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All We Need Is Agapē

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Without the divine love known as agapē, all relationships eventually succumb to entropy and mediocrity. Dissipation and disordering of love is our natural course when we’re left to our own devices. But if we abide in Christ and walk by the power of the Holy Spirit, God can empower us to love in an unnatural — indeed, a supernatural — way that isn’t otherwise possible. (This is the quality of love described by the famous love chapter of 1 Corinthians read at so many weddings.)

But too often we leave these high-sounding principles in vague, theoretical terms. What exactly does it mean to love someone with agapē? And how do we do it?

When used in the New Testament, this term refers to a love not of emotions or feelings but of the will. Agapē is a choice. It can be defined as the steady intention of the will to another’s highest good. This type of love is an ongoing benevolence — willing (-volence) what’s good or best (bene-) for another.* And nothing is better for a person than knowing and growing in Christ.

The Source of Love

God is the source of this kind of love:

“We love, because He first loved us.” (NASB)

Agapē shown on the human level mirrors and is powered by God’s own causeless and ceaseless love for us. It’s a love based on His choice to love and accept us while we were still sinners, even when we didn’t deserve it.

says we’re “chosen of God, holy and beloved.” (NASB). Our identity is secure in Him. You can’t choose someone accidentally, and neither did God choose us by accident. Those of us who are in Christ are holy and beloved whether we feel that way or not. The result is a capacity (which we didn’t have before we trusted Christ and received His Spirit) to do what the rest of the verse says:

“put on a heart of compassion, kindness, humility, gentleness, and patience.” b (NASB)

So the basis and pattern for our unconditional love and forgiveness of others is God’s own forgiveness and love for us (“just as the Lord forgave”; ). He gave us more and better than we deserved, and He now calls and equips us to give others better than they deserve. We have the ability, by His power at work in us, to put their interests above our own, taking the same, humble attitude that Christ had when He took on human flesh ( ).

This other-centered mindset isn’t natural. It’s supernatural. And our capacity for it is directly proportionate to our grasp of who and Whose we are. The more we grasp that our security, significance, and satisfaction are found in Him and not in people, the more secure we are.

Agapē transforms relationships, because even if it’s not reciprocated, it doesn’t destroy us. We can still love even when we’re hurt or wronged (even when, as Paul says in , we have “a complaint against” someone). It’s a love that is not merely theoretical but is expressed in action.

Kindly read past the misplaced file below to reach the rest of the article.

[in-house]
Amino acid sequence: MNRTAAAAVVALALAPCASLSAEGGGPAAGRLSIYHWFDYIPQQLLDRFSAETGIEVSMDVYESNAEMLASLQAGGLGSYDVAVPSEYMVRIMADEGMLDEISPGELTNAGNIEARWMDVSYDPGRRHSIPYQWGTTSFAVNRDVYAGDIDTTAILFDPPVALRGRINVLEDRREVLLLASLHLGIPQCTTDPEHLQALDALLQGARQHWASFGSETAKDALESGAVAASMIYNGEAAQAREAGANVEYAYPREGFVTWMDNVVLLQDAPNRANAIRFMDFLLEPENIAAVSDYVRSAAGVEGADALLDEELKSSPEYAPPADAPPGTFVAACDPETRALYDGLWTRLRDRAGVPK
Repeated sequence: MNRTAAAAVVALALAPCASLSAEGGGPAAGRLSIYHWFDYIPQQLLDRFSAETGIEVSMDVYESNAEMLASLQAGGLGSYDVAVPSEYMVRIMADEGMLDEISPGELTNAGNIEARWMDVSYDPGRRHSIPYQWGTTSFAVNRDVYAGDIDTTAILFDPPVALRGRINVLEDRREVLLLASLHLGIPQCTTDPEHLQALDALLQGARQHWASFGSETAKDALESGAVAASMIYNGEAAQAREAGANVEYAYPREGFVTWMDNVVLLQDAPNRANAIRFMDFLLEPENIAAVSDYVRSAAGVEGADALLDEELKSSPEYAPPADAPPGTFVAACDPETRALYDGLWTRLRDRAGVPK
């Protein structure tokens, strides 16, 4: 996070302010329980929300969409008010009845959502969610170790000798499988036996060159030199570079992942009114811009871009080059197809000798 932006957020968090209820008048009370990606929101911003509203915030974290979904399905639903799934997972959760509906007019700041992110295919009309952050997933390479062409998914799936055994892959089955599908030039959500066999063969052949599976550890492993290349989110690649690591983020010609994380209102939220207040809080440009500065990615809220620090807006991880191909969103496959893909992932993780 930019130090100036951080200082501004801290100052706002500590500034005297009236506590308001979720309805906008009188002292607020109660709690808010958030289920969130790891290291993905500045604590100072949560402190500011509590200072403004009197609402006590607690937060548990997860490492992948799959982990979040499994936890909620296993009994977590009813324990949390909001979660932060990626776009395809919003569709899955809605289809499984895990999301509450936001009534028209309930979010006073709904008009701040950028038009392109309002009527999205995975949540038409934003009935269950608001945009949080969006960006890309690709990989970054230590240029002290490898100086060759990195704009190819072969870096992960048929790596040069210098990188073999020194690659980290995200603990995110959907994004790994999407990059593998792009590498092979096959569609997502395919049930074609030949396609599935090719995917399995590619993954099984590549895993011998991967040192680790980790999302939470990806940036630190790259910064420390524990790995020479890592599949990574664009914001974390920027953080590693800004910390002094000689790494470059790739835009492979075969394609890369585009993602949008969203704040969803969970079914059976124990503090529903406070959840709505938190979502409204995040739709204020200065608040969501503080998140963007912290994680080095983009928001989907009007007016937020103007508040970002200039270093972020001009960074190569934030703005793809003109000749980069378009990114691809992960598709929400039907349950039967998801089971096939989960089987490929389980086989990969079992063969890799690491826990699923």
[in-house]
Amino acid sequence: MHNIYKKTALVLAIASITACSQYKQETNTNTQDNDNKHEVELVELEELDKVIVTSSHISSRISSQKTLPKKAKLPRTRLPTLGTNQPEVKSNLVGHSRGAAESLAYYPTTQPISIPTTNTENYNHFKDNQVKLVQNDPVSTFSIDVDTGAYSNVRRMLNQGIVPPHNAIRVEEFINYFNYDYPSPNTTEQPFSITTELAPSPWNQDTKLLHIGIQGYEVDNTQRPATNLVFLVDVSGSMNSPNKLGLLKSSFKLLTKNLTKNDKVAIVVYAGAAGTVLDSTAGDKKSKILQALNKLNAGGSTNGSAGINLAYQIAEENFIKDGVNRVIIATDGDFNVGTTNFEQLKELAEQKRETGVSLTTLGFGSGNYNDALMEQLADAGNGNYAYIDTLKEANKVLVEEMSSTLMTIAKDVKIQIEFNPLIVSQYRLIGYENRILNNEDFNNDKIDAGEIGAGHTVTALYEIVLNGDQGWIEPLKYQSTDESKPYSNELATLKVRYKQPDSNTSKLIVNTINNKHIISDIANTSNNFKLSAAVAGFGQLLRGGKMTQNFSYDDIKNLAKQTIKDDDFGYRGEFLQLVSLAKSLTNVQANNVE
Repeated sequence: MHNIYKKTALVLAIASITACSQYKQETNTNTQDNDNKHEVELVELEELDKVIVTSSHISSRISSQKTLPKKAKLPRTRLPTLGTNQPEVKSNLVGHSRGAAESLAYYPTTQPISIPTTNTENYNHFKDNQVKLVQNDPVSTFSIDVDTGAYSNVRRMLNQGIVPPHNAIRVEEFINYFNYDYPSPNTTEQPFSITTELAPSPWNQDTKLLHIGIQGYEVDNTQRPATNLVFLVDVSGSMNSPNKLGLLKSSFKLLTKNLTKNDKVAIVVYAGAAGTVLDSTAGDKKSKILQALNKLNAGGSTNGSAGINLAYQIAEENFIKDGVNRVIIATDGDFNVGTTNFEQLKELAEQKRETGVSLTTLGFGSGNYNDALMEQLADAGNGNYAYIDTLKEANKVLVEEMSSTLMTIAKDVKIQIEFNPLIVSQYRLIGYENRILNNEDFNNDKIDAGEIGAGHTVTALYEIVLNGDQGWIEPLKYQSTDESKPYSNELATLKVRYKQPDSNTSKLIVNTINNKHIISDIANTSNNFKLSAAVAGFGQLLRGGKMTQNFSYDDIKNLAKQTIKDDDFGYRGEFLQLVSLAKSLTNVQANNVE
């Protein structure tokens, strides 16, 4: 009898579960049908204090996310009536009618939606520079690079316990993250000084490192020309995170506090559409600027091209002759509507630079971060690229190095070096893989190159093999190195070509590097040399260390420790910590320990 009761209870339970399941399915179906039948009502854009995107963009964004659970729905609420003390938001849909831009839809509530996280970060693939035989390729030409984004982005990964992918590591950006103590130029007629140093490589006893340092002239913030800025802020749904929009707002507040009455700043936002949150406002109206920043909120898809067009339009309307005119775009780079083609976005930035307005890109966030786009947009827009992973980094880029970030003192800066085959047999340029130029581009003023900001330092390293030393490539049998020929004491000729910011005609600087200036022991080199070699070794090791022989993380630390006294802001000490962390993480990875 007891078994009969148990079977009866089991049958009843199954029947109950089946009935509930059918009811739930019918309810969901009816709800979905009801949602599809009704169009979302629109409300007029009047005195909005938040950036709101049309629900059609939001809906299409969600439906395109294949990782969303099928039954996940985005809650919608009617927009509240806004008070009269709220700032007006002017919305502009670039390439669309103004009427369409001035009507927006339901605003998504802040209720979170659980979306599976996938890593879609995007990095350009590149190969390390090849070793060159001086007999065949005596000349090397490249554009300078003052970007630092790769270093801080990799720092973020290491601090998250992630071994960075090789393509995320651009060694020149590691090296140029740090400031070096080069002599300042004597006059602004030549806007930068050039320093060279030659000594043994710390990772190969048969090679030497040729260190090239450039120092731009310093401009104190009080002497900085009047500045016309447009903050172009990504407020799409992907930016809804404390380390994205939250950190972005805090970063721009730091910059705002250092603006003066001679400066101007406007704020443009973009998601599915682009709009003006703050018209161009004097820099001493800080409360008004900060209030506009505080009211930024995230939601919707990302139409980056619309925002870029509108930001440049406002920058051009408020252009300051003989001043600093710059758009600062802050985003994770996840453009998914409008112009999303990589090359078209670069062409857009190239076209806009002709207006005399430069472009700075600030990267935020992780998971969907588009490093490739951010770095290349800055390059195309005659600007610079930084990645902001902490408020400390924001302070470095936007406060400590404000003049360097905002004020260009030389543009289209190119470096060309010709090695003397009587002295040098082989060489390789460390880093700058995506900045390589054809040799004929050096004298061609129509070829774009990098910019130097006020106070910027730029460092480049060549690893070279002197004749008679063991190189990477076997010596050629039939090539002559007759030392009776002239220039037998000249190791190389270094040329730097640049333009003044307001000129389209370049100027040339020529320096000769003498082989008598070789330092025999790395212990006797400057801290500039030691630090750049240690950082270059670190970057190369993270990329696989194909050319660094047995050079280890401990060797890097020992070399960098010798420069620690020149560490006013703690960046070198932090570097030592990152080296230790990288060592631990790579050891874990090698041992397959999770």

Just think, God didn’t stay in heaven—His love caused Him to give His one and only Son ( ), sent to earth as the most tangible expression of love ever known.


“Beyond all these things put on love, which is the perfect bond of unity.” (NASB)

Letting God infuse us, our marriages, and all of our relationships with His agapē love is the only way our various human loves will be ordered correctly, elevated, and sustained for the long term — becoming what God intended them to be.

Love as the world defines it is anemic; it’s a thin broth, unable to sustain a robust relationship, particularly a marriage relationship. We need something more. Only divine love provides the proper foundation for a successful marriage, or friendship or other relationship.

Today, ask yourself this question: Am I willing to be a vessel of the love of God — letting Him love others in me and through me, as me? If you are willing, not only will others be changed, but you will change too — becoming more in practice who He has already made you in position: holy, blameless, and acceptable in His sight.

*Not every use of agapē (or its verb form agapaō) in the New Testament conveys this meaning; language doesn’t work that way. However, I am referring to a particular use of the term as I’ve defined it, recognizing that it can have a range of meanings depending on context.

Copyright © 2019 Ken Boa, used with permission.

Read more about divine love and how it’s distinct from the various forms of human love.

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About The Author


Ken Boa has been engaged in a ministry of relational evangelism and discipleship, teaching, writing, and speaking for more than 40 years. An author of more than 50 books (from Zondervan, Thomas Nelson, Tyndale House, and NavPress, among others), his titles include Conformed to His Image, Handbook to Prayer, Life in the Presence of God, and Faith Has Its Reasons; he is also an editor or contributor to multiple Bibles and winner of three Gold Medallion Book Awards. View a complete list of books authored by Ken Boa. As founder and president of Reflections Ministries (based in Atlanta), he seeks